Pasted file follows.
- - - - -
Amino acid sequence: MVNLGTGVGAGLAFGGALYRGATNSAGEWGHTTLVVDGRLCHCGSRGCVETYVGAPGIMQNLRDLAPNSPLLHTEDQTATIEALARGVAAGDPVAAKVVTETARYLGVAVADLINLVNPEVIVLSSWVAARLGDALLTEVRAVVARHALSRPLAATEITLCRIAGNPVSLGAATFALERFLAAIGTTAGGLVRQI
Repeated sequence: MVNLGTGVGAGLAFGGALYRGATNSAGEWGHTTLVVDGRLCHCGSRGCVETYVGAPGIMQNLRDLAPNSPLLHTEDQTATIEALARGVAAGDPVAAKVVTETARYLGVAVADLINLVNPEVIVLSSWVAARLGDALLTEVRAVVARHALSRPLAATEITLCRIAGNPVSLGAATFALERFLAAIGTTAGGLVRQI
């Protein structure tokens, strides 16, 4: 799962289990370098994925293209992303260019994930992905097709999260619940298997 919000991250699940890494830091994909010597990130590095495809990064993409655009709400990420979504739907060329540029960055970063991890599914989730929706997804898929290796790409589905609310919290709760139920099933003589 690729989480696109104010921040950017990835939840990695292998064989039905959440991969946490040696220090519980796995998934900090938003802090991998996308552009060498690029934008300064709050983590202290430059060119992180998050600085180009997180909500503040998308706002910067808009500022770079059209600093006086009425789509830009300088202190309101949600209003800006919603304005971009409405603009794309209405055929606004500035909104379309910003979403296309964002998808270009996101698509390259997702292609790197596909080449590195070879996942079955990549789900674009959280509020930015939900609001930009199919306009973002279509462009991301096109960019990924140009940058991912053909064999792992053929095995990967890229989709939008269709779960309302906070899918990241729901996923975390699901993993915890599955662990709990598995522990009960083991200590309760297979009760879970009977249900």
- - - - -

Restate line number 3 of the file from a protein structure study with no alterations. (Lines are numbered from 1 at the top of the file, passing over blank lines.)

């Protein structure tokens, strides 16, 4: 799962289990370098994925293209992303260019994930992905097709999260619940298997 919000991250699940890494830091994909010597990130590095495809990064993409655009709400990420979504739907060329540029960055970063991890599914989730929706997804898929290796790409589905609310919290709760139920099933003589 690729989480696109104010921040950017990835939840990695292998064989039905959440991969946490040696220090519980796995998934900090938003802090991998996308552009060498690029934008300064709050983590202290430059060119992180998050600085180009997180909500503040998308706002910067808009500022770079059209600093006086009425789509830009300088202190309101949600209003800006919603304005971009409405603009794309209405055929606004500035909104379309910003979403296309964002998808270009996101698509390259997702292609790197596909080449590195070879996942079955990549789900674009959280509020930015939900609001930009199919306009973002279509462009991301096109960019990924140009940058991912053909064999792992053929095995990967890229989709939008269709779960309302906070899918990241729901996923975390699901993993915890599955662990709990598995522990009960083991200590309760297979009760879970009977249900």